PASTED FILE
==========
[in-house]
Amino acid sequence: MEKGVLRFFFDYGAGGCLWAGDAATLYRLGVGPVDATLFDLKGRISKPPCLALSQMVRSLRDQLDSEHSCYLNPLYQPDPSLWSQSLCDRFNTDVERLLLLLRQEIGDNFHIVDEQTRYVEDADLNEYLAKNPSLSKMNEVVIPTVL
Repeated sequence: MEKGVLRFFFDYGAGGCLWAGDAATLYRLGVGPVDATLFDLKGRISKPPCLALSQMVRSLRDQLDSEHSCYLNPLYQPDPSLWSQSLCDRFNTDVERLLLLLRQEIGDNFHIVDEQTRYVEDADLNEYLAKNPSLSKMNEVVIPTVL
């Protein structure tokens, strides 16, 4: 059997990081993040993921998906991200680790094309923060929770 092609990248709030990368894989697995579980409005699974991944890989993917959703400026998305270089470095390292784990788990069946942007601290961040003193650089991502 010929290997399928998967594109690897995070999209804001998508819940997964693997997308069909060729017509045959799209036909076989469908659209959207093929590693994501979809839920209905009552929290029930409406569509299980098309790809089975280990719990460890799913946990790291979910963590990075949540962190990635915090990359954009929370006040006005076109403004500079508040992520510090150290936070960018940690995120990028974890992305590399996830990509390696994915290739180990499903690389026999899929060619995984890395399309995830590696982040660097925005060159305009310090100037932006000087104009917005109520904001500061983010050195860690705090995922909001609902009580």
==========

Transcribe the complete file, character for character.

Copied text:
[in-house]
Amino acid sequence: MEKGVLRFFFDYGAGGCLWAGDAATLYRLGVGPVDATLFDLKGRISKPPCLALSQMVRSLRDQLDSEHSCYLNPLYQPDPSLWSQSLCDRFNTDVERLLLLLRQEIGDNFHIVDEQTRYVEDADLNEYLAKNPSLSKMNEVVIPTVL
Repeated sequence: MEKGVLRFFFDYGAGGCLWAGDAATLYRLGVGPVDATLFDLKGRISKPPCLALSQMVRSLRDQLDSEHSCYLNPLYQPDPSLWSQSLCDRFNTDVERLLLLLRQEIGDNFHIVDEQTRYVEDADLNEYLAKNPSLSKMNEVVIPTVL
């Protein structure tokens, strides 16, 4: 059997990081993040993921998906991200680790094309923060929770 092609990248709030990368894989697995579980409005699974991944890989993917959703400026998305270089470095390292784990788990069946942007601290961040003193650089991502 010929290997399928998967594109690897995070999209804001998508819940997964693997997308069909060729017509045959799209036909076989469908659209959207093929590693994501979809839920209905009552929290029930409406569509299980098309790809089975280990719990460890799913946990790291979910963590990075949540962190990635915090990359954009929370006040006005076109403004500079508040992520510090150290936070960018940690995120990028974890992305590399996830990509390696994915290739180990499903690389026999899929060619995984890395399309995830590696982040660097925005060159305009310090100037932006000087104009917005109520904001500061983010050195860690705090995922909001609902009580």